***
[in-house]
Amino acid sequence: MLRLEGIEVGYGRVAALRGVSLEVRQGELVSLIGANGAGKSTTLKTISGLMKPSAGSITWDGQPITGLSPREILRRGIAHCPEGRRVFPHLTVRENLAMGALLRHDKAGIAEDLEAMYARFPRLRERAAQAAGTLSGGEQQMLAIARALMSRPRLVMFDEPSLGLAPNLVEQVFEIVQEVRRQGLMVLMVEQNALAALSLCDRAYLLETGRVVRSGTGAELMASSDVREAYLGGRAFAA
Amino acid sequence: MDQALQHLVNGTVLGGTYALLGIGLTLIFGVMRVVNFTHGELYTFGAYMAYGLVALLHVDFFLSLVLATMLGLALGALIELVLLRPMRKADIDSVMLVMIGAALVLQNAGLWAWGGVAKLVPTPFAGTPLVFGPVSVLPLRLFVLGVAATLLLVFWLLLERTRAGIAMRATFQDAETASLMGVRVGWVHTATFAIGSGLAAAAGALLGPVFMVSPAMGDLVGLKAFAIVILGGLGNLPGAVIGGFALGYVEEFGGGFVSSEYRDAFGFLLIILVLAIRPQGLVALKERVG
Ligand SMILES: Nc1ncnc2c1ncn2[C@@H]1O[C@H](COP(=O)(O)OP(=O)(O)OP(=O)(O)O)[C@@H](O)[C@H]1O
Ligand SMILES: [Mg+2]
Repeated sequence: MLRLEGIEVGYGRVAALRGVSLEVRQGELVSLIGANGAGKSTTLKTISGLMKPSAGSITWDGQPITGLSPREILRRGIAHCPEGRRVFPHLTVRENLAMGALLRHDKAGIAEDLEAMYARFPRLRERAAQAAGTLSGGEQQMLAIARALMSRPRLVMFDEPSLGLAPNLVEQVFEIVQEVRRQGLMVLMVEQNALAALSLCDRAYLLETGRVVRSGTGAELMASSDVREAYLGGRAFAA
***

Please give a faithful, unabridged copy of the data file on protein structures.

[in-house]
Amino acid sequence: MLRLEGIEVGYGRVAALRGVSLEVRQGELVSLIGANGAGKSTTLKTISGLMKPSAGSITWDGQPITGLSPREILRRGIAHCPEGRRVFPHLTVRENLAMGALLRHDKAGIAEDLEAMYARFPRLRERAAQAAGTLSGGEQQMLAIARALMSRPRLVMFDEPSLGLAPNLVEQVFEIVQEVRRQGLMVLMVEQNALAALSLCDRAYLLETGRVVRSGTGAELMASSDVREAYLGGRAFAA
Amino acid sequence: MDQALQHLVNGTVLGGTYALLGIGLTLIFGVMRVVNFTHGELYTFGAYMAYGLVALLHVDFFLSLVLATMLGLALGALIELVLLRPMRKADIDSVMLVMIGAALVLQNAGLWAWGGVAKLVPTPFAGTPLVFGPVSVLPLRLFVLGVAATLLLVFWLLLERTRAGIAMRATFQDAETASLMGVRVGWVHTATFAIGSGLAAAAGALLGPVFMVSPAMGDLVGLKAFAIVILGGLGNLPGAVIGGFALGYVEEFGGGFVSSEYRDAFGFLLIILVLAIRPQGLVALKERVG
Ligand SMILES: Nc1ncnc2c1ncn2[C@@H]1O[C@H](COP(=O)(O)OP(=O)(O)OP(=O)(O)O)[C@@H](O)[C@H]1O
Ligand SMILES: [Mg+2]
Repeated sequence: MLRLEGIEVGYGRVAALRGVSLEVRQGELVSLIGANGAGKSTTLKTISGLMKPSAGSITWDGQPITGLSPREILRRGIAHCPEGRRVFPHLTVRENLAMGALLRHDKAGIAEDLEAMYARFPRLRERAAQAAGTLSGGEQQMLAIARALMSRPRLVMFDEPSLGLAPNLVEQVFEIVQEVRRQGLMVLMVEQNALAALSLCDRAYLLETGRVVRSGTGAELMASSDVREAYLGGRAFAA